Let them know what your expectations are or the level of quality you seek. Expect prompt customer service from them as to availability, harvest timing, trucking/delivery timetables, etc. Let them know your overall interest and enthusiasm for great plant materials. A good nursery representative will send you an email or a text to tell you about a special shipment they have received, or a photo of an unbelievably beautiful tree that needs a home. This kind of kindred spirit is huge!

They will also tell you that some of their perennials may have just been given a mid-season cut back instead of the being shipped with a great deal of floppy and disheveled top-growth. You can then tell your client that this cutting off of the flowers and top growth was the right thing to do for the plant’s sake at the time. Some growers will even ask you for thoughts on what plant types you often design with, what clients are asking for, and which plant varieties you would like to use that they aren’t currently carrying. They value our input as landscape architects and will often make serious efforts to expand their offerings.

Shrub Roses on gravel range, under drip system (irrigation and fertilization). image: Mariani Plants, Inc.
Shrub Roses on gravel range, under drip system (irrigation and fertilization).
image: Mariani Plants, Inc.

3.  Know good from bad quality
To us as landscape architects and specifiers, it is all about appearances. Plant materials that are staged in tight rows at a grower’s holding yard can look fine in spring, but those same plants can look pretty nasty by the Fourth of July if they are not occasionally spaced for access to sunlight. Also, overhead watering of plants is a common procedure, especially with large inventories to maintain. There is a price to pay by mid-season though, when the deciduous plants could suffer from bacterial leaf spot from frequently moist foliage or a white appearance on the leaves with calcification from hard water.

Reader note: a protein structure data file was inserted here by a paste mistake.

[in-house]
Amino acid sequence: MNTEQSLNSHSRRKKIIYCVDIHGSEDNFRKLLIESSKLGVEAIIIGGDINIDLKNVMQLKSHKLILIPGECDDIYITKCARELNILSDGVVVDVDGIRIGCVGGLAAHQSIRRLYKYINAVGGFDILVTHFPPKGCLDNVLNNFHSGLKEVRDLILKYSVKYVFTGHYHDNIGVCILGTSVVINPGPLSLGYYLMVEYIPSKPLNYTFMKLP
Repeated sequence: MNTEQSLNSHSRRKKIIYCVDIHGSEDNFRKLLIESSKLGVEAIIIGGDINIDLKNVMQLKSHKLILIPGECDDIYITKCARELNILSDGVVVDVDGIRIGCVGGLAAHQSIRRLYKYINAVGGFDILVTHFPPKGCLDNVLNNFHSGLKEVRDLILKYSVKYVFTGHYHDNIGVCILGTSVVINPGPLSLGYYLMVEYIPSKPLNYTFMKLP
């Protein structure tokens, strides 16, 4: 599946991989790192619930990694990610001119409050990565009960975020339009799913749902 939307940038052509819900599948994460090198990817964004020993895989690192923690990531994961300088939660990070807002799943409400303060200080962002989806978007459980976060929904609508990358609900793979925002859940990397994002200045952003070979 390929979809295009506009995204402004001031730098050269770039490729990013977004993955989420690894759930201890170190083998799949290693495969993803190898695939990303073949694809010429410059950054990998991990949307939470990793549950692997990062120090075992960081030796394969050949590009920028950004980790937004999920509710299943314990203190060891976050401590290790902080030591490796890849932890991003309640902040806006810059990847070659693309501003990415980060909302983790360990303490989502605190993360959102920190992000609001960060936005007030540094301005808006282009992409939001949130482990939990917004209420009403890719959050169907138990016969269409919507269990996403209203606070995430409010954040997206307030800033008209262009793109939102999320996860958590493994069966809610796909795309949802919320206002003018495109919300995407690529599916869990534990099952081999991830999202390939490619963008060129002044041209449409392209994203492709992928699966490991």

For conservation of water and aiding in maintaining cleaner, more lustrous plants, many growers are moving toward drip irrigation – it makes a huge difference! And to take it a step further, running calculated, seasonally adjusted doses of nutrients through the drip systems (sometimes referred to as “ferti-gation”) creates night and day results in the end product.

4.  Nursery yard display